Portrait of Amitabh Bachchan. Click on the image to see larger version.
Every portrait is different but there are also elements which are the same, whether you’re shooting the famous or the locally famous.
Fame is of course all relative. It depends on profession, accomplishments or media celebrity status. Whoever the ‘famous’ individual is there are millions of people in the world who will never have heard them.
For example I photographed the legendary Indian Bollywood actor Amitabh Bachchan, who amongst his many accolades was awarded the Legion d'Honneur, the highest civilian award of France. But I’m positive that many people in North America will not have heard of him – although he has more fans than Tom Cruise, Jack Nicholson and Robert De Niro put together.
I find that however well known a person is cracking through egos and insecurities is really important when it comes to getting authentic strong portraits. However I hasten to add that when it came to photographing Amitabh the experience could not have been better. He is a gracious, warm, friendly and actually very interested in photography being a photographer himself.
Some photographers like to arrange every single thing before the photo shoot and they know exactly what they want and how they are going to get it. I’m different. I like spontaneity. I like to set the stage for interesting things to happen. Sometimes though you do have to take a more rigid approach particularly if time is severely limited, like when you’re photographing a well know individual who has decided to spare you ten minutes for a portrait shoot.
Taking an open approach to a photo shoot however doesn’t mean you can ignore preparation. It’s absolutely essential. Here are a few things to think about:
Background. Find out about your subject. Whether you’re photographing a politician, an actor or a school teacher, it’s good to have common ground that you can talk about and the more you know about them the better. By the way if you’re photographing a football player, don’t chattily say you’re not interested in game. Tact is important!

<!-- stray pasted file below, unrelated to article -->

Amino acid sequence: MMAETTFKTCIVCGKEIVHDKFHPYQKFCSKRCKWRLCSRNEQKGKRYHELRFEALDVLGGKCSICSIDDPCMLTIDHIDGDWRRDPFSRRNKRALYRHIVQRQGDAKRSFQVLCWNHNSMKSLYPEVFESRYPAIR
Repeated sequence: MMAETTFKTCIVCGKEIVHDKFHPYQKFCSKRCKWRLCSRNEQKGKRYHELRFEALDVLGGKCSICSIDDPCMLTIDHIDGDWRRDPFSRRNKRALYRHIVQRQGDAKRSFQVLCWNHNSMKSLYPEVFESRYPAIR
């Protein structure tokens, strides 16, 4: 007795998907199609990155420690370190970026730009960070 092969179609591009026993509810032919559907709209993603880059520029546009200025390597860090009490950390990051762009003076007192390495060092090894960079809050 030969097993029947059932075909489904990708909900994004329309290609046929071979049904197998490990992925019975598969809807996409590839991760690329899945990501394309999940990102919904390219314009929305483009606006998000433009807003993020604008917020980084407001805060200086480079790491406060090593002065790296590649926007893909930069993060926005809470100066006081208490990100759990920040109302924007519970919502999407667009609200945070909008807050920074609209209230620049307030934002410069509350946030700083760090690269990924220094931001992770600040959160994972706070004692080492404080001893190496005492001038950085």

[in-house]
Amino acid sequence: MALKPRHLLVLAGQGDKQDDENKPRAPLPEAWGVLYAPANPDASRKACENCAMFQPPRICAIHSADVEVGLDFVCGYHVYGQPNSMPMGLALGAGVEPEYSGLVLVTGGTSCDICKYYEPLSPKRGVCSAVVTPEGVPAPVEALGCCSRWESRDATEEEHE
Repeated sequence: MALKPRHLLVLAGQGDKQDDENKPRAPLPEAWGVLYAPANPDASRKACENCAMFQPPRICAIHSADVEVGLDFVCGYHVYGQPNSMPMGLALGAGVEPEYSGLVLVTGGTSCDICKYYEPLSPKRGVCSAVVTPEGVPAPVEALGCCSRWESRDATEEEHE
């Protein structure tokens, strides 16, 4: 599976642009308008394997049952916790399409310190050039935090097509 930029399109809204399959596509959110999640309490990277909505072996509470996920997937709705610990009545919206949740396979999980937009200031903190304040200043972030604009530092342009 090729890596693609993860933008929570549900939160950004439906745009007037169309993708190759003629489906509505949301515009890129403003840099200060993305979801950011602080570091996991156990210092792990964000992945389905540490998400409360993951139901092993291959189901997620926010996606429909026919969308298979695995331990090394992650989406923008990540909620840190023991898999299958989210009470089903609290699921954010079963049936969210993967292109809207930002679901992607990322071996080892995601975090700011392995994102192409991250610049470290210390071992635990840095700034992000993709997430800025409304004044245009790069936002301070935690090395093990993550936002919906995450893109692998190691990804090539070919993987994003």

Equipment. Only take what you need and make sure that it all works properly and you’ve got a backup plan if something goes wrong with a camera body, flash or lens.
Location. Some will say it is essential to scout locations. I think it depends on the circumstances but you should have an idea of what to expect. Make sure you know where you are going and that you get there in plenty of time. Nobody likes to be kept waiting.
To show or not to show. Shooting digital means that you can show the portrait session to your client/subject as you are taking the shots. Be careful not to kill the flow of the shoot though by stopping and starting too often. There will be natural breaks during changes of clothes and lighting. It can be good to show what you’ve been up to and sometimes this leads to great creative collaboration. Always keep control of the shoot though.
Making magic. In essence when your subject is in front of your lens they are acting themselves and you’ve got to help them give you something special. One well known portrait photographer used to speak very quietly and the subject would lean forward straining to hear, and at that moment the shot would be taken. The result was the subject looked alert and attentive. Another photographer makes his subjects stand for hours in a swimming pool before taking their portrait – thereby stripping away all facades and expressions. Whatever strategy you use it is up to you to direct your subject and create the right environment for something special to happen so that you have a unique portrait that is meaningful and has authenticity.
There is much more to write on this subject but for now I hope the above has provided you with food for thought and that you’ve found it useful.